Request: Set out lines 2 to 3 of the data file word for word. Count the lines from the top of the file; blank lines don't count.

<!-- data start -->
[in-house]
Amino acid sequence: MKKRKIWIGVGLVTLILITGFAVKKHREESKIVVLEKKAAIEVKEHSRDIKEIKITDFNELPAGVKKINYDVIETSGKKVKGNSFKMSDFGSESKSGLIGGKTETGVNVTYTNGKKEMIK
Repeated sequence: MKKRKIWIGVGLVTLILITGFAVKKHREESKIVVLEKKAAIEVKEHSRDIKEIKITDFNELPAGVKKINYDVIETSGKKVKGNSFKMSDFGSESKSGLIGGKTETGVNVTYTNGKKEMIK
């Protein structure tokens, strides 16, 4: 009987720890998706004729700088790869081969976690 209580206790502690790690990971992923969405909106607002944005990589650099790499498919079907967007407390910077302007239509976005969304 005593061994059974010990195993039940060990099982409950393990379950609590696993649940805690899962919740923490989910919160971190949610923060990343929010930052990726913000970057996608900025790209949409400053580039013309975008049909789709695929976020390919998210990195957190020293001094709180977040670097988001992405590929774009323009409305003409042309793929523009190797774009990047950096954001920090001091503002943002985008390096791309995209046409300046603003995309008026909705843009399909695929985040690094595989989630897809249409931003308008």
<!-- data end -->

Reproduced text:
Amino acid sequence: MKKRKIWIGVGLVTLILITGFAVKKHREESKIVVLEKKAAIEVKEHSRDIKEIKITDFNELPAGVKKINYDVIETSGKKVKGNSFKMSDFGSESKSGLIGGKTETGVNVTYTNGKKEMIK
Repeated sequence: MKKRKIWIGVGLVTLILITGFAVKKHREESKIVVLEKKAAIEVKEHSRDIKEIKITDFNELPAGVKKINYDVIETSGKKVKGNSFKMSDFGSESKSGLIGGKTETGVNVTYTNGKKEMIK